Hmmmm, well alright then. This should be interesting. First lager in a year, first time with all grain, first yeast starter, and first yeast mixing attempt!
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Old 04-30-2013, 06:32 PM   #6
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Quote:
Originally Posted by BigFloyd View Post
Since you're in Houston, how are you controlling your ferment temps for a lager?
Not sure why my earlier response did not show up, let's see if this one works.

I have a chest freezer and a temperature controller. I try to brew all of my batches in here to minimize any temperature shocking or cycles. Even for an ale I don't want to let it cycle too much, and I'm not going to keep my apartment at 72F while I'm at work during the day.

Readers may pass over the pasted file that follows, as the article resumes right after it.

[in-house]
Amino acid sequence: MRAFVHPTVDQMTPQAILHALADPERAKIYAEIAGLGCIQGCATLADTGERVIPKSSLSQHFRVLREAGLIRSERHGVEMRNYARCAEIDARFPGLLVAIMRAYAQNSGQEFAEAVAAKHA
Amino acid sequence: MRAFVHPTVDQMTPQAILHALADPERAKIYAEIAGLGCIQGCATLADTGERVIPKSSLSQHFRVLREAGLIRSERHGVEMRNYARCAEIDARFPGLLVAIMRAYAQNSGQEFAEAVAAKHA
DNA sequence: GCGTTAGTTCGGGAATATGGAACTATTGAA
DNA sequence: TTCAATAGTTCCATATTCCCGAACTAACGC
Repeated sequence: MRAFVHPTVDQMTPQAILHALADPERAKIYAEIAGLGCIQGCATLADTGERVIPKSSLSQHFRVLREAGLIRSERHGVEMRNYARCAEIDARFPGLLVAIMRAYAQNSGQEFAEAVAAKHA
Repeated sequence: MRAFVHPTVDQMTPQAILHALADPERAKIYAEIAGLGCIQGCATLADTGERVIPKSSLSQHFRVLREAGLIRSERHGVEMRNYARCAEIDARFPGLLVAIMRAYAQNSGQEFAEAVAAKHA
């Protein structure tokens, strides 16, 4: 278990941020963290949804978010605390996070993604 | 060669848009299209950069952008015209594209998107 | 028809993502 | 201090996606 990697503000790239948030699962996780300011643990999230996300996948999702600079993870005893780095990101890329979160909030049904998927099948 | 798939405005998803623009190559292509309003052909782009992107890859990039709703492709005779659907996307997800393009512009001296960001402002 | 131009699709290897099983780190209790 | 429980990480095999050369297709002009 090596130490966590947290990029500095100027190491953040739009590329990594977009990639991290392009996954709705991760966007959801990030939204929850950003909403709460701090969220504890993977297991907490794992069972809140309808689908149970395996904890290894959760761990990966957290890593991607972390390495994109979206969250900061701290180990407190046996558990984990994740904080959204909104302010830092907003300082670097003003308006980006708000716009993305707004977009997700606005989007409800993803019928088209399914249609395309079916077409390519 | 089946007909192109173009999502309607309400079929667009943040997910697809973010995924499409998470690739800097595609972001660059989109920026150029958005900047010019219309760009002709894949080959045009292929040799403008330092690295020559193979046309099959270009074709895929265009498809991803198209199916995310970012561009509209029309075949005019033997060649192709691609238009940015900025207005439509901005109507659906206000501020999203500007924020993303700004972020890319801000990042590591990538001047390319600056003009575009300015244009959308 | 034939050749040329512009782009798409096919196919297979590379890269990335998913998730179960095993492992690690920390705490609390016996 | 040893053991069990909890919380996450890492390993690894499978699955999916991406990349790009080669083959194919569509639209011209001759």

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Old 05-16-2013, 03:31 PM   #7
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Sorry to kick this thread up again, but I didn't want to start a new thread for another question I have:

The beer has been in primary for 12 days now. Started raising the temperature up to 65F two days ago and plan on transferring to secondary tomorrow. I noticed when I first started raising the temperature that the beer looked pretty hazy (can't look through it sideways because it is in the fridge and I don't want to disturb the sediment).

Notes:
1. I had nice krausen within 24 hours of closing the carboy.
2. Air lock bubbling slowed on day 5
3. Checked the fridge about once every other day
4. Fermented at 45F